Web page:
• 79°

Thugs and potential thugs

Just like people, plants manage to slip into our country uninvited; they hitchhike in packing materials or grain, for example. Some are well behaved and some cause major harm. Other plants are officially invited to live here and arrive with lots of fanfare. They may be touted as the next best garden plant or expected to perform some beneficial function, such as erosion control. Tulips and wheat are non-native plants that were deliberately brought here and that have contributed to the common good. It’s easy to forget that they aren’t natives. Even though kudzu didn’t really eat the South, it’s a classic example of an introduced plant that had unintentional consequences. Displayed as a novelty plant at the Philadelphia Centennial Exposition in 1876, it became popular with home gardeners. What’s not to like about a vine with purple flowers that smell like grape soda. Kudzu was later promoted to farmers as an effective tool for control of erosion, but it had unexpected consequences; it just grew and grew.

The Virginia Department of Conservation and Recreation (DCR) maintains a list of invasive plants, serious thugs that pose threats to our ecosystem. They are non-natives that grow and mature quickly; produce lots of seeds that have a high germination rate; colonize quickly and outcompete natives; and are expensive and difficult to eradicate. Japanese honeysuckle, garlic mustard, multiflora rose, Japanese stiltgrass, Chinese privet, and tree of heaven are highly invasive and common throughout our area.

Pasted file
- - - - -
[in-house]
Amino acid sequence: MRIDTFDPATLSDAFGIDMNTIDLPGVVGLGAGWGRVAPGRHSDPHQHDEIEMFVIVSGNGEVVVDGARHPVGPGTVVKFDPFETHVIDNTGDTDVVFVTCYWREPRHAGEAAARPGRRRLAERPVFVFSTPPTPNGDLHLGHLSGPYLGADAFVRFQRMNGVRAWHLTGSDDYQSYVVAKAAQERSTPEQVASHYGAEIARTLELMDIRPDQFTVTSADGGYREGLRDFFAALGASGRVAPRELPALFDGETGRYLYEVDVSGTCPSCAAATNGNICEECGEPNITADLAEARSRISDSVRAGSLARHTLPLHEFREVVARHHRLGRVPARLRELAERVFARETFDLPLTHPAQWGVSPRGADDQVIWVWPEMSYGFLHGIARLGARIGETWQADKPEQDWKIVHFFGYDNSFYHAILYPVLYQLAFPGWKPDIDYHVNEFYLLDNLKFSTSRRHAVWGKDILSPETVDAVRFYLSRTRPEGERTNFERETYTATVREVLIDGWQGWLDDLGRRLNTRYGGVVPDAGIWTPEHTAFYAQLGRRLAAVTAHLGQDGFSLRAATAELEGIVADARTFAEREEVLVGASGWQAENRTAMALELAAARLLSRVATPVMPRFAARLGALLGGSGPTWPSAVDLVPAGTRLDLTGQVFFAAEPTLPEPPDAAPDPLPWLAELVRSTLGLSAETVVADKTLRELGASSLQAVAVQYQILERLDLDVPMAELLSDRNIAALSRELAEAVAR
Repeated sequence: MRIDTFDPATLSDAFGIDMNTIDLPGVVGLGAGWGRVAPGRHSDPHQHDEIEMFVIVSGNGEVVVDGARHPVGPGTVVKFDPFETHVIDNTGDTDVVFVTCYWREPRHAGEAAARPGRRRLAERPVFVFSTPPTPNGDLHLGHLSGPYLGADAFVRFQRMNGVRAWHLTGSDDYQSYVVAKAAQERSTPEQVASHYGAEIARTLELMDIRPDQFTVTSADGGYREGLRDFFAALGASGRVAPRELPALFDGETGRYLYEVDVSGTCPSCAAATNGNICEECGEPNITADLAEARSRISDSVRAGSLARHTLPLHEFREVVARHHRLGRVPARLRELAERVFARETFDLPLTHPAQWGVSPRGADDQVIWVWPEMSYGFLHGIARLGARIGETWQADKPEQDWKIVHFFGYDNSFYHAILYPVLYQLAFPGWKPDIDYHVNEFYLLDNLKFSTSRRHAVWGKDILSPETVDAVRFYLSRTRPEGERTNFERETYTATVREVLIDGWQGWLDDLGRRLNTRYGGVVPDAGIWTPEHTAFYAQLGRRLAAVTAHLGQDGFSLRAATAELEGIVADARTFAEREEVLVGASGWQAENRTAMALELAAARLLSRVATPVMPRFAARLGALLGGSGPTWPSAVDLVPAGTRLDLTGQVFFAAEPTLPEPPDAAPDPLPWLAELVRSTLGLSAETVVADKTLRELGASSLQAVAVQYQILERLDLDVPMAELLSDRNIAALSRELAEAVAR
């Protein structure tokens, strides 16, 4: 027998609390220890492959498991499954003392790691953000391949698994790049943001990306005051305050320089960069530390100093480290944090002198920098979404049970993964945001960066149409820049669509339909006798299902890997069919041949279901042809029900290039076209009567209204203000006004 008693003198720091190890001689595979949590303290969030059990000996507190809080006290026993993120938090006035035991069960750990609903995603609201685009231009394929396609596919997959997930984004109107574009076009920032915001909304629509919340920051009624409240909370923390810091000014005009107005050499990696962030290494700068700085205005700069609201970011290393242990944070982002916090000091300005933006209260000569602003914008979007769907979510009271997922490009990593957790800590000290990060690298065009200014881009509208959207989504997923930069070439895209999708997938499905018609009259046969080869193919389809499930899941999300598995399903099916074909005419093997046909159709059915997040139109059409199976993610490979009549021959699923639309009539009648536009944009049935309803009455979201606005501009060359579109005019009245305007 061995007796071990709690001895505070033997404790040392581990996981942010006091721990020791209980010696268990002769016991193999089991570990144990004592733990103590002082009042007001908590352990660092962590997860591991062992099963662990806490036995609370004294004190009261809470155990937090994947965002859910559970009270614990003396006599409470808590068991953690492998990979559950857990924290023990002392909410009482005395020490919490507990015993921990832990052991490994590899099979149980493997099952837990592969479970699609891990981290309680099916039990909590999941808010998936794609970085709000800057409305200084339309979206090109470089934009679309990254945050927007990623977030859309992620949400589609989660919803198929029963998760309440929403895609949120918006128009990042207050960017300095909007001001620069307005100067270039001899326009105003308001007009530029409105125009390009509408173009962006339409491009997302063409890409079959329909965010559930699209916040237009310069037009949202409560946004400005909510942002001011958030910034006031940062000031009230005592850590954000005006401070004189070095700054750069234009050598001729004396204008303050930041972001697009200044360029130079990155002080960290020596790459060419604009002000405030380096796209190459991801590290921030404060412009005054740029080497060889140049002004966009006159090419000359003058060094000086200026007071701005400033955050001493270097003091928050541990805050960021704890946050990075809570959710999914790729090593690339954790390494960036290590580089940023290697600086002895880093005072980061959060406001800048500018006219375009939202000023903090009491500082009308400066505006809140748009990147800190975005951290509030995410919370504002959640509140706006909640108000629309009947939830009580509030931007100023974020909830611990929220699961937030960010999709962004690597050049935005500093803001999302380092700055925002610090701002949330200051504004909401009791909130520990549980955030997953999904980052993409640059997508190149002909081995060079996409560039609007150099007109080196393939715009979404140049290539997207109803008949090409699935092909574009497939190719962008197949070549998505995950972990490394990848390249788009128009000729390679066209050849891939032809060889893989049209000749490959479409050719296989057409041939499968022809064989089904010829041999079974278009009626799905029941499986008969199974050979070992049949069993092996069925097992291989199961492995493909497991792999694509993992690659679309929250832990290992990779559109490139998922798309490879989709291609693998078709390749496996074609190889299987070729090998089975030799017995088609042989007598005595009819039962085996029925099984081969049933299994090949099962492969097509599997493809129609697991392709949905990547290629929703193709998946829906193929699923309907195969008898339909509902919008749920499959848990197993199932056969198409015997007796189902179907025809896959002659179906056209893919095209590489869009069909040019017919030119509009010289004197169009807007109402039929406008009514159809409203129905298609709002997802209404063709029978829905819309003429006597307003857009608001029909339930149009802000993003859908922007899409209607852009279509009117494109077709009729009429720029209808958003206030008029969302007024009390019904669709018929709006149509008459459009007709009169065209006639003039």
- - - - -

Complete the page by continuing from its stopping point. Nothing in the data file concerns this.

The DCR also keeps a list of species that may not be well established here, but that have the potential to become problematic because growing conditions here are similar to those in other areas where these plants have become invasive. This list currently includes beach vitex (Vitex rotundifolia); cogon grass (Imperata cylindrica); common primrose willow (Ludwigia grandiflora); giant hogweed (Heracleum mantegazzianum); giant salvinia (Salvinia molesta); tropical soda apple (Solanum viarum); water hyacinth (Eichhornia crassipes); water spinach (Ipomea aquatica); and wavyleaf grass (Oplismenus undulatifolius). With the exception of giant hogweed, tropical soda apple, and water spinach, all of these plants have been found somewhere in Virginia. Wavyleaf grass has the potential to be far more problematic than Japanese stiltgrass. Giant hogweed hasn’t been found here yet, but is on the federal list of noxious weeds and is capable of causing skin irritation, blistering, and even blindness.

There is abundant information online about all of these plants. See: http://www.dcr.virginia.gov/natural-heritage/invsppdflist for photos and details.

If you think that you’ve found one of these plants, please report it. These plants are thugs, not good citizens.

CYNTHIA WOOD is a master gardener. She can be reached at cynthia.crewe23930@gmail.com.